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How do I file a lien against a Condo Assn for work performed in common areas?

FloridaMechanics LienRight to Lien

The Condo Assn hired us to handle water damage, mold remediation, and the build-back for multiple hallways (common areas). This has been an ongoing project. We do not want to file liens against individual units. Only for the common areas that the Association has hired us to do.

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Oct 4, 2018
Liens with respect to condo associations (or HOAs) can be especially tricky and confusing. Florida has attempted to clear it up through statute, but there are still some places that can be difficult to navigate. Additionally, Florida's condominium act limits the applicability of mechanics lien protection for common area work in some situations.

The good news is that work on common elements, when the work is authorized by the condo association, does give rise to mechanics lien protection in Florida. Generally, in order for a mechanics lien to be appropriate for work on condominiums (including common areas) the express consent of the owners is needed. However, an authorization from the association itself for work on the common elements is treated as the express consent of all the individual owners.

A lien for work to the common areas is not a lien on the common areas themselves though, but is actually a lien on the individual condominium parcels. Fla. Stat. 718.121(2) states, in part, that:

". . . Labor performed on or materials furnished to the common elements are not the basis for a lien on the common elements, but if authorized by the association, the labor or materials are deemed to be performed or furnished with the express consent of each unit owner and may be the basis for the filing of a lien against all condominium parcels in the proportions for which the owners are liable for common expenses.”

After this point, it can get tricky, however. While the actual step by step process of filing a lien remains the same no matter the encumbered property type, condos raise an additional question: whether 1 lien against the entire condominium property is sufficient, or if individual liens against each separate condo in proportion to the condo ownership is better.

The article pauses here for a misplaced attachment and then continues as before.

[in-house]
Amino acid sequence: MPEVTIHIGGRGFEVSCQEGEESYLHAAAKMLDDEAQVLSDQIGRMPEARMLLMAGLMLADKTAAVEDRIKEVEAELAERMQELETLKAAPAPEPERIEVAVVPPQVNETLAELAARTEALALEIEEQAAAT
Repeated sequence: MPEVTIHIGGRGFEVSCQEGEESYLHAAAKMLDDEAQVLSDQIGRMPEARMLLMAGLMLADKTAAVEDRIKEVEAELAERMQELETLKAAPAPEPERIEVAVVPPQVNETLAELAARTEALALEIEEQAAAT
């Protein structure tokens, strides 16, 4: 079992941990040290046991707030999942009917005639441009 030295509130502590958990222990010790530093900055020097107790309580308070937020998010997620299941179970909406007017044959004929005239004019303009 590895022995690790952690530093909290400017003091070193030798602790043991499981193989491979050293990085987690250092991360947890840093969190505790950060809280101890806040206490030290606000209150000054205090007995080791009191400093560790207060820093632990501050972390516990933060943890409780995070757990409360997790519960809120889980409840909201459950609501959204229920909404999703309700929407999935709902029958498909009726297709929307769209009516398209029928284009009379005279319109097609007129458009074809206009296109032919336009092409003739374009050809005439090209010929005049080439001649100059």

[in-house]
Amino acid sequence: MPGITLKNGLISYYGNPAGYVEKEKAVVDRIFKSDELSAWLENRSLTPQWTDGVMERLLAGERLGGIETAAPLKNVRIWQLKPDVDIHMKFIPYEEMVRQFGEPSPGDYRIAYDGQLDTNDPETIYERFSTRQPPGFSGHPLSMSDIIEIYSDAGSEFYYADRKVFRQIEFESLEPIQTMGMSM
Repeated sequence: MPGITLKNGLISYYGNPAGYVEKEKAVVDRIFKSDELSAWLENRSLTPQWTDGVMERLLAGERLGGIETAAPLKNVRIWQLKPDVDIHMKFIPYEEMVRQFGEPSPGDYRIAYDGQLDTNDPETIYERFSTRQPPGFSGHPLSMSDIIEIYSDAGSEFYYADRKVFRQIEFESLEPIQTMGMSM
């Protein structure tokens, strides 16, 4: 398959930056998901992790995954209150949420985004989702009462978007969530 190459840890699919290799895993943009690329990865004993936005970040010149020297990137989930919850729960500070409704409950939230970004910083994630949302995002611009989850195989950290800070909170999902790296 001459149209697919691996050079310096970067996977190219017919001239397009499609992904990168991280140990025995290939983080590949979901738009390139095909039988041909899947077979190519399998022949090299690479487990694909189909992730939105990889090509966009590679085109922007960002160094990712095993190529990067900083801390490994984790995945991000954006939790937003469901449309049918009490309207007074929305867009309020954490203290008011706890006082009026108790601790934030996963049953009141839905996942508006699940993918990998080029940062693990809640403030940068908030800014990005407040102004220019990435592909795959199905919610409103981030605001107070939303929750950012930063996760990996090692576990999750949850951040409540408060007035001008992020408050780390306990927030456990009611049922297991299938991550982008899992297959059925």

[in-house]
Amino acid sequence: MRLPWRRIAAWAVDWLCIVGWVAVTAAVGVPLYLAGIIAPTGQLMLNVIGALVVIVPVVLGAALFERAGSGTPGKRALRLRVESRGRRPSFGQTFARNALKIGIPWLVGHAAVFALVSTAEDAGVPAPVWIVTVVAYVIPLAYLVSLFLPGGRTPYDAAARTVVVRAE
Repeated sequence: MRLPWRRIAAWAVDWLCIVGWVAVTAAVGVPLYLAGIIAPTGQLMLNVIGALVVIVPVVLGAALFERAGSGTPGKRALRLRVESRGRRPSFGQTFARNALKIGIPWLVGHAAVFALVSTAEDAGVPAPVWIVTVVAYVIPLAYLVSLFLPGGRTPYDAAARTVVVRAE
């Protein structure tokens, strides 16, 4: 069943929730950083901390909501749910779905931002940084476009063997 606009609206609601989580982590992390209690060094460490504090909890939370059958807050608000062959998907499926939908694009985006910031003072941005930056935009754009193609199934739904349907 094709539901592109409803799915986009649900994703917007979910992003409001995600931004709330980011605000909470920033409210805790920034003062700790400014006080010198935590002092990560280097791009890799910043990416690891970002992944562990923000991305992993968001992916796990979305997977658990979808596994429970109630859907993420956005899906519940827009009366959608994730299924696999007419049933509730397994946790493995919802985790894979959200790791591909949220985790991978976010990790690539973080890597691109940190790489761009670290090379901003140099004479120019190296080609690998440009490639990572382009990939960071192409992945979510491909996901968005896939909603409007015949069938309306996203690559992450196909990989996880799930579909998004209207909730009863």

Cases in Florida have hinted that individual liens are better: "it is more effective and more equitable to lien each unit owner for its pro rata share of the work performed based upon each unit owner’s pro rata interest in the condominium. For example, where general contractor is claiming a lien for work on the common elements of a condominium building, the general contractor should claim a lien not against the condominium property as a whole, but rather upon all the individual units contained in the condominium building where the work was performed. Royal Ambassador Condominium Association v. East Coast Supply Corp., 495 So. 2d 932 (Fla. 4th DCA 1986); Southern Colonial Mortgage v. Medeiros, 347 So. 2d 736 (Fla. 4th DCA 1977).

This raises practical considerations, however. There are definitely cases in which there are so many individual condos that filing individual liens would be time and cost prohibitive. Additionally, if all separate parcels are noted on one lien individually, county recorders often have trouble with indexing the lien claim, and may reject it.

Liens on condo projects can be messy, and the sheer number of interested parties doesn't help.
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